Six weeks into the new water year, most measures of water supply in the Henry’s Fork watershed are average or better:
- Snow accumulation in the mountains is well above average for early November.
- Watershed-wide natural flow has been above average since October 1.
- Island Park Reservoir is already at its April-1 average content.
- Medium- and long-term weather forecasts call for above-average precipitation.
Snow Accumulation Above Average So Far
After well above-average precipitation during late September and early October, the first six weeks of the water year have generally been on the dry side. Water-year 2018 precipitation to date is below average in the upper Henry’s Fork subwatershed and in the valleys. Due to good precipitationlast week, accumulated precipitation to date has risen above average in the Fall River and Teton River subwatersheds, continuing a trend that we observed during most of water year 2017. Accumulated precipitation, as a percent of average, is shown in the graph below.
Meanwhile, temperature has been well below average since the middle of September, as shown in the graph below.
As a result of cold temperatures, snowpack has been accumulating at the highest elevations in the watershed since September, and even low- and mid-elevation areas have been accumulating snowpack over the past month. Although it is too early in the snow accumulation season for percent-of-average figures to be meaningful, the graph below shows that watershed-averaged snow-water-equivalent accumulation is well above average for the date and equal to the average accumulation on November 19. In other words, we are already 10 days ahead in snow accumulation, with more on the way.
Streamflow Above Average
Total watershed-wide natural streamflow has been above average since October 1. Even at the daily scale, streamflow has been above average on most days, falling to average only a few times so far in the young water year. Streamflow in Fall River and Teton River is above average, whereas that in the upper Henry’s Fork has been below average, continuing the pattern we have observed since last May. However, upper Henry’s Fork streamflow has improved substantially in the past year, from about 75% of average in late summer of 2016 to 90-95% of average so far this fall.
Island Park Reservoir 83% Full
As a result of well above-average streamflow in Fall River and Teton River all summer, very little storage delivery was needed from Island Park Reservoir. Reservoir content bottomed out at 109,410 acre-feet (81% of capacity) on September 29 and has filled slowly since then. As of this morning, reservoir content was 112,526 acre-feet (83% of capacity). That is higher than the 1978-2017 average content on April 1. In other words, the reservoir is already at its typical April 1 content, as can be seen in the graph below.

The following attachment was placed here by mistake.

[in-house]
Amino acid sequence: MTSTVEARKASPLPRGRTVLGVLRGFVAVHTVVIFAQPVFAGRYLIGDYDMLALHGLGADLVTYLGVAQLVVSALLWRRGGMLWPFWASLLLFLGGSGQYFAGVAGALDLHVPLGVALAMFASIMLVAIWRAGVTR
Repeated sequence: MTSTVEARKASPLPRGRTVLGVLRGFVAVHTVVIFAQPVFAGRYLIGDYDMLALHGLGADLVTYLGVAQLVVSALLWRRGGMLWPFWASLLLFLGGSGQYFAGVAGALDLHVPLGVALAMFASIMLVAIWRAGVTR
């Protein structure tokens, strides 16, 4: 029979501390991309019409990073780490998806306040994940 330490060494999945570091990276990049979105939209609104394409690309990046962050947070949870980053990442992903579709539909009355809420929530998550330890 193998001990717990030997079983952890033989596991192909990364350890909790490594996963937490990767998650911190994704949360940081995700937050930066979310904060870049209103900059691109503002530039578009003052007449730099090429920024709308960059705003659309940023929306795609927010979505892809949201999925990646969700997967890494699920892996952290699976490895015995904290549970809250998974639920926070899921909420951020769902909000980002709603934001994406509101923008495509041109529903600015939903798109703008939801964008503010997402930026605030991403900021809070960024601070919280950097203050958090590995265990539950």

Essentially no water needs to be stored in the reservoir between now and the end of the winter, which means that outflow will be very close to inflow. Mean inflow over the winter is projected to be 415 cfs, so outflow will also be around 415 cfs, which is higher than winter outflow has been since the 2011-2012 winter. So far this fall, outflow has been much higher than average, as shown in the graph below.
The latest medium- and long-term weather forecasts call for a better-than-even chance of above-average precipitation through January. If that forecast proves correct, snow accumulation will be above average by the end of January, given our above-average starting point right now. As mentioned above, Island Park Reservoir is already at its April-1 content, so it will fill easily with above-average outflow during the winter and early spring. I anticipate that watershed-wide natural streamflow will fall below average once temperatures get really cold, since baseflow from the springs in the upper Henry’s Fork provides the majority of total watershed streamflow during the middle of the winter. That upper Henry’s Fork contribution will remain at 90-95% of average most of the winter and drag the watershed total down below average once Fall and Teton rivers recede from the effect of autumn rains.
All in all, however, water year 2018 is off to a good start.